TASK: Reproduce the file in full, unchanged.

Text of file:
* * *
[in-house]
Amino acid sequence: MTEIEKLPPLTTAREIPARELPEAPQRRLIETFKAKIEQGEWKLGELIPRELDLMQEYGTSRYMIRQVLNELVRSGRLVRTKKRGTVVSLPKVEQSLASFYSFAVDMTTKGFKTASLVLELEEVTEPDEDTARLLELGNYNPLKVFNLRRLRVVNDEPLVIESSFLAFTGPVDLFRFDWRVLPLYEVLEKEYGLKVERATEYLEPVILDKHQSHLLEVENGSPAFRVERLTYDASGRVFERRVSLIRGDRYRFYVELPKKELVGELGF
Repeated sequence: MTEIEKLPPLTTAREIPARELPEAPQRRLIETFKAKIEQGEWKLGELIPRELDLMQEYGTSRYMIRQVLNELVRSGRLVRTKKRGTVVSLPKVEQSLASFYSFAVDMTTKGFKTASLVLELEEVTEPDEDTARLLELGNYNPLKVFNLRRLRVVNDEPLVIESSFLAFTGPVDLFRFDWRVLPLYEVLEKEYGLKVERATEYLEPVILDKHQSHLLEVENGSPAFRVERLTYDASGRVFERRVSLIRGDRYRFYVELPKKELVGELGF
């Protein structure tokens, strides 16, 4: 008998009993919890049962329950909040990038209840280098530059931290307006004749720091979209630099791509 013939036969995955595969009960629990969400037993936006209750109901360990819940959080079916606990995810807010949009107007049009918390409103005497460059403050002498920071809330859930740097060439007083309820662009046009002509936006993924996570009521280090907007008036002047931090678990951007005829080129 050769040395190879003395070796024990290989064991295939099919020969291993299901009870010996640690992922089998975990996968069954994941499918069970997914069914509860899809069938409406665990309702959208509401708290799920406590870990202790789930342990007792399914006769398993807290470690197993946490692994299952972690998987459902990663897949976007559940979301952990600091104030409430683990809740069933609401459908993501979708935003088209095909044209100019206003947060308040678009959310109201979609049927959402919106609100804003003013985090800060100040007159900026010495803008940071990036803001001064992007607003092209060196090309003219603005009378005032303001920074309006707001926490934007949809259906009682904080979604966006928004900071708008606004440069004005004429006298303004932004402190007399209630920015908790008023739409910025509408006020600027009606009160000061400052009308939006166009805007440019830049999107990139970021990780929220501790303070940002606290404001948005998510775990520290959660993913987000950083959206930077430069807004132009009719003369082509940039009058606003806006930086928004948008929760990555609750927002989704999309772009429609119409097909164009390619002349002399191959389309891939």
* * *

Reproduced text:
[in-house]
Amino acid sequence: MTEIEKLPPLTTAREIPARELPEAPQRRLIETFKAKIEQGEWKLGELIPRELDLMQEYGTSRYMIRQVLNELVRSGRLVRTKKRGTVVSLPKVEQSLASFYSFAVDMTTKGFKTASLVLELEEVTEPDEDTARLLELGNYNPLKVFNLRRLRVVNDEPLVIESSFLAFTGPVDLFRFDWRVLPLYEVLEKEYGLKVERATEYLEPVILDKHQSHLLEVENGSPAFRVERLTYDASGRVFERRVSLIRGDRYRFYVELPKKELVGELGF
Repeated sequence: MTEIEKLPPLTTAREIPARELPEAPQRRLIETFKAKIEQGEWKLGELIPRELDLMQEYGTSRYMIRQVLNELVRSGRLVRTKKRGTVVSLPKVEQSLASFYSFAVDMTTKGFKTASLVLELEEVTEPDEDTARLLELGNYNPLKVFNLRRLRVVNDEPLVIESSFLAFTGPVDLFRFDWRVLPLYEVLEKEYGLKVERATEYLEPVILDKHQSHLLEVENGSPAFRVERLTYDASGRVFERRVSLIRGDRYRFYVELPKKELVGELGF
């Protein structure tokens, strides 16, 4: 008998009993919890049962329950909040990038209840280098530059931290307006004749720091979209630099791509 013939036969995955595969009960629990969400037993936006209750109901360990819940959080079916606990995810807010949009107007049009918390409103005497460059403050002498920071809330859930740097060439007083309820662009046009002509936006993924996570009521280090907007008036002047931090678990951007005829080129 050769040395190879003395070796024990290989064991295939099919020969291993299901009870010996640690992922089998975990996968069954994941499918069970997914069914509860899809069938409406665990309702959208509401708290799920406590870990202790789930342990007792399914006769398993807290470690197993946490692994299952972690998987459902990663897949976007559940979301952990600091104030409430683990809740069933609401459908993501979708935003088209095909044209100019206003947060308040678009959310109201979609049927959402919106609100804003003013985090800060100040007159900026010495803008940071990036803001001064992007607003092209060196090309003219603005009378005032303001920074309006707001926490934007949809259906009682904080979604966006928004900071708008606004440069004005004429006298303004932004402190007399209630920015908790008023739409910025509408006020600027009606009160000061400052009308939006166009805007440019830049999107990139970021990780929220501790303070940002606290404001948005998510775990520290959660993913987000950083959206930077430069807004132009009719003369082509940039009058606003806006930086928004948008929760990555609750927002989704999309772009429609119409097909164009390619002349002399191959389309891939």